Quantfury Gazette

Game of Monopoly: ‘Not so fast,’ regulators tell BlackRock (NYSE:BLK) as asset managers buy up shares

Nathan Crooks
Quantfury Team

The Federal Deposit Insurance Corporation, one of the US agencies tasked with overseeing the country’s banking system, is examining the power index-fund colossuses BlackRock (NYSE:BLK), Vanguard, and State Street (NYSE:STT) have over US banks in an ongoing effort to ensure the “Big Three” asset managers can’t use their substantial holdings to unduly influence the sector that plays a crucial role in the country’s economy.

Shareholders who own more than 10% of a bank are classified as having a controlling interest and subject to strict reporting requirements and restrictions, but asset managers can get exemptions to go beyond that level if they promise to remain “passive” and not exert influence on management or boards. FDIC board member Jonathan McKernan wants to make sure that’s the case. The move is significant as any new efforts to change how asset managers invest and pick stocks have the potential to influence valuations across the market. 

“The FDIC Board will vote soon on my plan to actually confirm the Big Three aren’t using their large stakes to influence policy at FDIC-regulated banks,” McKernan, a Republican, said last week amid reports that the measure had bipartisan support. It’s a message he’s been delivering for months now amid questions about the possible use of social campaigns to influence lending or other practices at the banks. “If the Big Three leverage their purportedly passive index funds to advance ESG or otherwise influence corporate policy, then there is a real problem here, and the FDIC needs to get in front of it quickly,” he said in January.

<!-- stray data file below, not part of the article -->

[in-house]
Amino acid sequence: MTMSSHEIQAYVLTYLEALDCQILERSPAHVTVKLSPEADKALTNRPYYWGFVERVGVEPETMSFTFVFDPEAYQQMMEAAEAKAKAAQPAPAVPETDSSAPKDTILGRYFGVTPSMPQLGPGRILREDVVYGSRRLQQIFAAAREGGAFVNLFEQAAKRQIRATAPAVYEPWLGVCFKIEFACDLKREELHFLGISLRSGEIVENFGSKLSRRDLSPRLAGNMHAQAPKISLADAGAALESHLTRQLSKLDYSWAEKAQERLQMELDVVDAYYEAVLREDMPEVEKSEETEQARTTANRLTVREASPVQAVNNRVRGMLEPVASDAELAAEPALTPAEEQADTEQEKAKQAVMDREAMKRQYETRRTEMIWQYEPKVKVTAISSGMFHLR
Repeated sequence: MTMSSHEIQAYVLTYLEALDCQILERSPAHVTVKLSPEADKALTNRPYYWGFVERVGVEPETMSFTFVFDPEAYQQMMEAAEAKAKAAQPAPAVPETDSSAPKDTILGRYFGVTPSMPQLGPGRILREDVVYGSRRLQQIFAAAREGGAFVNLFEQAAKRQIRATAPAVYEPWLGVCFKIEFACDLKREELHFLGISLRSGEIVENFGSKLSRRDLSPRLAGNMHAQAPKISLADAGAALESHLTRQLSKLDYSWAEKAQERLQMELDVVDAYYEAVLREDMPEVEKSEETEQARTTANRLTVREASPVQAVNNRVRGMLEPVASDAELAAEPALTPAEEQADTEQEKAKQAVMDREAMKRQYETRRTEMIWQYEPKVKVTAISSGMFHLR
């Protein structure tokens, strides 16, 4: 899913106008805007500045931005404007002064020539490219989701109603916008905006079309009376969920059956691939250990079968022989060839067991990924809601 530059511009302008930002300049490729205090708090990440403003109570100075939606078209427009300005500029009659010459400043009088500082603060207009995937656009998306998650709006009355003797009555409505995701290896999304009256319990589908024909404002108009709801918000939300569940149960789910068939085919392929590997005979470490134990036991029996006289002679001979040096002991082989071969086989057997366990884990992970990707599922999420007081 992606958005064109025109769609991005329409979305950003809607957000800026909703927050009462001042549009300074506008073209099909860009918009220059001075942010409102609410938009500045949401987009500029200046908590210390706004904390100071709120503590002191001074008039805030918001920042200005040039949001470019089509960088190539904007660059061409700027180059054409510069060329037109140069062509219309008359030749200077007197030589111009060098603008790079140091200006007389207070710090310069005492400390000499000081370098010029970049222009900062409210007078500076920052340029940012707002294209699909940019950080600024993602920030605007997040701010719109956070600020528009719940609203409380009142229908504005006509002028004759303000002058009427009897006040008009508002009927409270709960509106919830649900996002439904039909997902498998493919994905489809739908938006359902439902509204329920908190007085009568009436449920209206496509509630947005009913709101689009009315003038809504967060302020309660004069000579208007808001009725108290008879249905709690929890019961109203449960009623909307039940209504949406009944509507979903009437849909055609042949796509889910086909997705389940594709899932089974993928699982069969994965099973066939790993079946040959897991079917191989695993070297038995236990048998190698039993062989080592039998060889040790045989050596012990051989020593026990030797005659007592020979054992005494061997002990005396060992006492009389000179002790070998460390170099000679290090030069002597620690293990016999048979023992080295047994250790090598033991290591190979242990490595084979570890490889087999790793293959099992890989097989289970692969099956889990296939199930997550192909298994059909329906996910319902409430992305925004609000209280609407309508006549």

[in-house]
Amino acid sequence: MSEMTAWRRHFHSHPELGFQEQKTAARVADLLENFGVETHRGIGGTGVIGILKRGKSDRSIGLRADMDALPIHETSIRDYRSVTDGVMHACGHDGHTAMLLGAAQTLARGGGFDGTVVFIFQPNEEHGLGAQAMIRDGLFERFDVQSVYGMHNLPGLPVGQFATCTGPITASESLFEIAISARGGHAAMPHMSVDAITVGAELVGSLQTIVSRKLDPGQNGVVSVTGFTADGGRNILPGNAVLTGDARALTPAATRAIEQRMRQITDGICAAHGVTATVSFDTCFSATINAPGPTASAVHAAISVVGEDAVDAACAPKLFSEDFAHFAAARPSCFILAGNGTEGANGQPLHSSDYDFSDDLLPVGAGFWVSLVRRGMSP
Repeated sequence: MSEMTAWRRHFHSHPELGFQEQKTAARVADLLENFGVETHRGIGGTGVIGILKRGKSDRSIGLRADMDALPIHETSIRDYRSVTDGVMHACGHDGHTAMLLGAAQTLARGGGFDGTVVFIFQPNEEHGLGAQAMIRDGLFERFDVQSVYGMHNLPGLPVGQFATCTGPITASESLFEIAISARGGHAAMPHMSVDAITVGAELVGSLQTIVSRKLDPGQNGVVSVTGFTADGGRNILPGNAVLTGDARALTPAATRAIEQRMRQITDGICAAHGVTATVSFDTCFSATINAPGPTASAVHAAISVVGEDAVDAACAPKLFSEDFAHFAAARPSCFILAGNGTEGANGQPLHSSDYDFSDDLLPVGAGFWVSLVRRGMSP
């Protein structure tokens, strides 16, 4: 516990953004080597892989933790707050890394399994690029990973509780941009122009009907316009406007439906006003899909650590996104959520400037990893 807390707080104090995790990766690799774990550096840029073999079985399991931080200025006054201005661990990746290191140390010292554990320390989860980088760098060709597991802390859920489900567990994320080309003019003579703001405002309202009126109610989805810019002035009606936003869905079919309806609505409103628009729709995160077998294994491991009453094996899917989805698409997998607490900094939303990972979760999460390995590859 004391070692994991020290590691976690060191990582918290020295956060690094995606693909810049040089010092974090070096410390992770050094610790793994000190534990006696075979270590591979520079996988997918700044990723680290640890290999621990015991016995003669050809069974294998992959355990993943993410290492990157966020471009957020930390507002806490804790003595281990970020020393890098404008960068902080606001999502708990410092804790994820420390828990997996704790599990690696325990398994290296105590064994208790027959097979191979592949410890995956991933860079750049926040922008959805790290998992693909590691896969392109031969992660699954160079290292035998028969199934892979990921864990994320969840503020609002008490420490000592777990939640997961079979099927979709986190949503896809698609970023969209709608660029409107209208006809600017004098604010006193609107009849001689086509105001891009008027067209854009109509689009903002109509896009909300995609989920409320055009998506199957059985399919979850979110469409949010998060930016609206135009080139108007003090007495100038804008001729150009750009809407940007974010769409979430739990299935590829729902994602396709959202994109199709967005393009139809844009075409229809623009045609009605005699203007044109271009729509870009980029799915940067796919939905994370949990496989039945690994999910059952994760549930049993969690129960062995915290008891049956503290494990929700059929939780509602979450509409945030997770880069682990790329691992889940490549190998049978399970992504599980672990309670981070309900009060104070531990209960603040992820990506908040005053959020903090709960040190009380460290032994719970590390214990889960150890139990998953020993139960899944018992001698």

So-called “environmental, social, and governance” activism by large asset managers who control voting power for shares they hold to back index funds has come under increasing scrutiny in recent months, with Republicans in the House Financial Services Committee forming a working group last year to examine “market participants who misuse the proxy process or their outsized influence to impose ideological preferences in ways that circumvent democratic lawmaking.” It’s a similar concern that was shared by Charlie Munger, the now deceased former vice chairman of Berkshire Hathaway (NYSE:BRK) and longtime business partner of Warren Buffet. “We have a new bunch of emperors,” he said in 2022, “and they’re the people who vote the shares in the index funds.”

BlackRock, Vanguard and State Street acquire substantial voting power in publicly traded firms because of the shares they hold on behalf of their customers who invest in popular index funds as a way to diversify their portfolios and reduce risk. While the customers provide the capital, the asset managers typically retain the voting rights that come with the shares and can acquire enormous influence. Indeed, the three asset managers are the top three investors in US banks, according to S&P Global Intelligence. The FDIC’s McKernan, meanwhile, cited research that suggested the “big three” could control 40% of voting shares in S&P 500 companies.